In Pictures: Inside the quest to save the northern white rhino

Matjaz Krivic
Najin, one of the last two northern white rhinos left in the world, rests in the afternoon sun with her caretaker Zachary Mutai in Ol Pejeta Conservancy.

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When northern white rhinos Najin, Fatu, Suni, and Sudan were brought to Kenya’s Ol Pejeta Conservancy in 2009, the hope was that returning them to their natural habitat might help them regain their zest for life and encourage reproduction.

Little went according to plan. The four imported rhinos did mate, but to no avail.

Why We Wrote This

Kenya’s increased protection of its overall rhino population has led to a steady increase in numbers. But for the northern white rhino, efforts beyond conservation are urgently needed.

Now, Najin and Fatu, both females, are the only northern white rhinos left. Conservation alone can no longer save the species.

Enter the scientists of the BioRescue international consortium, which is developing techniques to resurrect the northern white rhinos, including in vitro fertilization. In the laboratory of one consortium partner, sperm from the deceased male, Suni, was injected into eggs from Fatu, creating 12 northern white rhino embryos. 

The plan is to transfer the embryos into southern white rhino surrogate mothers. “One male and one female are not enough to foster a self-sustaining population,” says consortium researcher Cesare Galli. “If we create four embryos per year, that makes 16 in just four years. If we reach a 50% success rate, we will have eight new animals. With this number we aren’t exactly able to entirely repopulate Kenya, but it’s a start.”

With the help of scientists, the northern white rhino may yet be brought back from the brink.

Click the “deep read” button above to view the full photo essay.

The last two remaining northern white rhinos are kept behind electrified fences and protected by a squad of rangers at the Ol Pejeta Conservancy in Kenya. Up close, females Fatu and Najin seem unperturbed by the wider implications of their subspecies’ imminent extinction, a consequence of widespread poaching, habitat loss, and wars.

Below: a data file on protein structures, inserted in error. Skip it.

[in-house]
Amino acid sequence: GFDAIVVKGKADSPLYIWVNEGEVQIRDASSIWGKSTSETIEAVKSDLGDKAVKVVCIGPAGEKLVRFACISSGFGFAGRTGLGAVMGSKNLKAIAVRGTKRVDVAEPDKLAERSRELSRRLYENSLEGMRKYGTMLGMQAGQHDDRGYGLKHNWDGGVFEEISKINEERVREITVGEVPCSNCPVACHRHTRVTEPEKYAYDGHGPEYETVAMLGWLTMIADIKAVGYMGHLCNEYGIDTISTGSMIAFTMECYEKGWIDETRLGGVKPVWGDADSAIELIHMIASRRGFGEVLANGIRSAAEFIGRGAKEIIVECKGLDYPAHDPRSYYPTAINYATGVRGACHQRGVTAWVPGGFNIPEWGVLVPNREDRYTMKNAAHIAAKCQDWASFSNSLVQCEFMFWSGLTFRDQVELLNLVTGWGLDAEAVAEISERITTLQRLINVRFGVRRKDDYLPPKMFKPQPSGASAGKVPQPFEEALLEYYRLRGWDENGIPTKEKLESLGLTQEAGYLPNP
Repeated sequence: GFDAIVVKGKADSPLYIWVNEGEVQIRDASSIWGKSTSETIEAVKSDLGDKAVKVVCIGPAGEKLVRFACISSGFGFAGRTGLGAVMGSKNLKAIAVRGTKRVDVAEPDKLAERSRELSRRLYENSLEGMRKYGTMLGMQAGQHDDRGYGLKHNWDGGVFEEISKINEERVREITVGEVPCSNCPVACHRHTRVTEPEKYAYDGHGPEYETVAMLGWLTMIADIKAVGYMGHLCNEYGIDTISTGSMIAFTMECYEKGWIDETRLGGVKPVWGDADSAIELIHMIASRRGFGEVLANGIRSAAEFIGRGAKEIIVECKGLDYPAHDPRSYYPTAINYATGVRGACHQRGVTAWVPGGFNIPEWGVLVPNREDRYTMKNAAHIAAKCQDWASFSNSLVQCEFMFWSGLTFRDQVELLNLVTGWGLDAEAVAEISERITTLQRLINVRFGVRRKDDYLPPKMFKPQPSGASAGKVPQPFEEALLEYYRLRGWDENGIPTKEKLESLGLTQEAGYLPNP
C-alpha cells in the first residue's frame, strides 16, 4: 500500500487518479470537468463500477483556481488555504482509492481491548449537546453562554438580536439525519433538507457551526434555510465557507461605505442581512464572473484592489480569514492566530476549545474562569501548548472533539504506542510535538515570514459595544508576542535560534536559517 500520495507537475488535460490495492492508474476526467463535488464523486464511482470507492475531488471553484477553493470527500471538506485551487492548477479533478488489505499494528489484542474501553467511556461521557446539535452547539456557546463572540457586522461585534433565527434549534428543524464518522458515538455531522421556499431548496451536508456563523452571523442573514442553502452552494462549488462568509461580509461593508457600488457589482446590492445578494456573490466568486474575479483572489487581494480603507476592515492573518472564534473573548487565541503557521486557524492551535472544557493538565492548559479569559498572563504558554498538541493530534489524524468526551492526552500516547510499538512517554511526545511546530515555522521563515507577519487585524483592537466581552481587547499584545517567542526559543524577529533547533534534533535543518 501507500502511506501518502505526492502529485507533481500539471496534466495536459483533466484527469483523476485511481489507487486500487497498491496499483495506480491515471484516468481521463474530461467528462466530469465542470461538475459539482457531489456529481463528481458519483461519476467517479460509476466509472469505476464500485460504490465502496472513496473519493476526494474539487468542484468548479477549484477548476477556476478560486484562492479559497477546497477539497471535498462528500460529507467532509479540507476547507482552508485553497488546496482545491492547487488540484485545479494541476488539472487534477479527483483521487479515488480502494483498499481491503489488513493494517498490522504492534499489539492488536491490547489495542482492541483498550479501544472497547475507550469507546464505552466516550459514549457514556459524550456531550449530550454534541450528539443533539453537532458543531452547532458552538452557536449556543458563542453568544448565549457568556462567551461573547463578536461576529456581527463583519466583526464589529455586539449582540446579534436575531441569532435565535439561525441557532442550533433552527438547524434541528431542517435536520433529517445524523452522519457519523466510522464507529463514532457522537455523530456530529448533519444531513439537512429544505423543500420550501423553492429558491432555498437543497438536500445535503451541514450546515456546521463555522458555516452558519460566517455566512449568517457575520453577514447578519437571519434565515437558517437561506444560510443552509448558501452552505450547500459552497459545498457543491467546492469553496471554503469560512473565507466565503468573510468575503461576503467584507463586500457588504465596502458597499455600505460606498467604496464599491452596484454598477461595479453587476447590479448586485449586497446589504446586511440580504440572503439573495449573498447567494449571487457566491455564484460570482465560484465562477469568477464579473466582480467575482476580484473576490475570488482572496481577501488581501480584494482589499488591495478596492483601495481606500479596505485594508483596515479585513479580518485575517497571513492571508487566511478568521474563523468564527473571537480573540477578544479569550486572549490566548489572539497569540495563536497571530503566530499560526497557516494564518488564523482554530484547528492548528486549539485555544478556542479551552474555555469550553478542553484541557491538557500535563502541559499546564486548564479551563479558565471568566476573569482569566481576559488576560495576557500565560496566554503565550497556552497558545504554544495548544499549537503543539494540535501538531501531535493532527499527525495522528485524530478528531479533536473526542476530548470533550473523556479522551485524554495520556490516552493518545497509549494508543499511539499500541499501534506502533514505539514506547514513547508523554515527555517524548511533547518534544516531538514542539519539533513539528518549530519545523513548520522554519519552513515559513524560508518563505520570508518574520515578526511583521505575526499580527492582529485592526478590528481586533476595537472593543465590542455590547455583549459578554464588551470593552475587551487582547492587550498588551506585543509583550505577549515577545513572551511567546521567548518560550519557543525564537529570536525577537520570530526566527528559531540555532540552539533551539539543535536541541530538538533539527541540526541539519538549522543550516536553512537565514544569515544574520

Their nights are spent in their snug straw-covered pens among whistling thorn trees. From about 6 to 9 a.m. they can be found grazing within their approximately 1-square-mile enclosure. 

Najin and Fatu were born at the Safari Park Dvu˚r Králové, a zoo in the Czech Republic. Both are descended from the last northern white rhino male, named Sudan: Najin is his daughter, while Fatu is his granddaughter.

Why We Wrote This

Kenya’s increased protection of its overall rhino population has led to a steady increase in numbers. But for the northern white rhino, efforts beyond conservation are urgently needed.

The two of them, along with Sudan and a male named Suni, were transferred to Ol Pejeta in 2009, in the hope that returning them to their natural habitat might help them regain their zest for life and encourage reproduction.

Little went according to plan. The four imported rhinos did mate, but to no avail. In 2014, Suni died of natural causes. In 2018, Sudan, the last northern white male standing, was euthanized after a series of health problems.